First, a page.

Business and Operations
Restaurant Outlook Survey looks at pandemic challenges and restaurants’ future plans
By Canadian Pizza
By Canadian Pizza
Restaurant Canada’s 2021 Restaurant Outlook Survey offers insights into challenges faced by the restaurant industry over the past year, including impact on sales, how restaurants changed and what their plans are for the future.
“When we first reported the impact of COVID-19 in the Q1 2020 Restaurant Outlook Survey, there was a tremendous amount of anxiety, uncertainty and fear about the future of Canada’s foodservice industry,” wrote the organization, which represents food-service businesses in Canada. “For many, those fears were realized as more than 10,000 foodservice establishments have permanently closed over the past 12 months. Even for those still operating, many have seen a dramatic decline in sales and profitability.”
How food-service businesses changed during COVID-19
The most popular changes made during COVID-19 were to amend their hours of operation, offer takeout and delivery, and streamline their menu. Just over half of respondents said they were using social media more to reach out to their guests. For many, social media was the best way to notify guests that they were open, share new hours of operation, promote their menu and encourage guests to order by takeout/delivery if the on-premise portion of their business was closed. They also shared recipes and cooking tips, and highlighted the health and safety measures they put in place to keep guests and staff safe. Six in 10 table-service restaurants offered takeout and delivery of alcohol for the first time and more than one-third expanded their existing outdoor dining area.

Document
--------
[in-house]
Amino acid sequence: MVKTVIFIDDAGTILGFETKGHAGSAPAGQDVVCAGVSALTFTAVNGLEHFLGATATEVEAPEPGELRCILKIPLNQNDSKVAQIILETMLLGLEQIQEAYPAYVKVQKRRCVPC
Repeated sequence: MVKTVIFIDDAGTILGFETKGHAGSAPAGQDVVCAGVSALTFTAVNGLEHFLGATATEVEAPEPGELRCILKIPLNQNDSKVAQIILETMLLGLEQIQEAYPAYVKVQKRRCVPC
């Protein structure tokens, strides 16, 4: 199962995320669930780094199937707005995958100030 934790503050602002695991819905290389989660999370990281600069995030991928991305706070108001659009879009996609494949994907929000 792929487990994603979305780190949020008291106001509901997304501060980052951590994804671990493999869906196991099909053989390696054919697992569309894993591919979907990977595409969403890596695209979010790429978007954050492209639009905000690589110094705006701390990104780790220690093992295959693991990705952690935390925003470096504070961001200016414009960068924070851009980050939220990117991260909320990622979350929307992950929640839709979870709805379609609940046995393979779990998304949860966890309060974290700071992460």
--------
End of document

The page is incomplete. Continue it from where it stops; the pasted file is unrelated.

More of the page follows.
Half of restaurant operators reported they looked for ways to reduce operating expenses. Nearly half said they implemented online ordering from their restaurant website or app and 37 per cent added new technology such as a QR code-accessible menu. As was discussed at length in the Q4 2020 Restaurant Outlook Survey, 18 per cent of respondents said they began selling meal kits and 13 per cent sold groceries.
A look to the future as the pandemic subsides
While there is no firm timeline for the end of the pandemic, when Restaurants Canada asked operators to look ahead into the future, nearly seven in 10 respondents said that paying down the debt they accumulated during the pandemic will be the number 1 priority for their food-service business. More than six in 10 respondents expect that reducing operating costs and bringing back/finding new staff will be the biggest challenge for their business.
Labour remains one of the biggest differences between segments. After being forced to lay off employees, 63 per cent of table-service restaurants will make bringing back/finding staff a top priority compared to 49 per cent of quick-service restaurants.
Read the full report at restaurantscanada.org.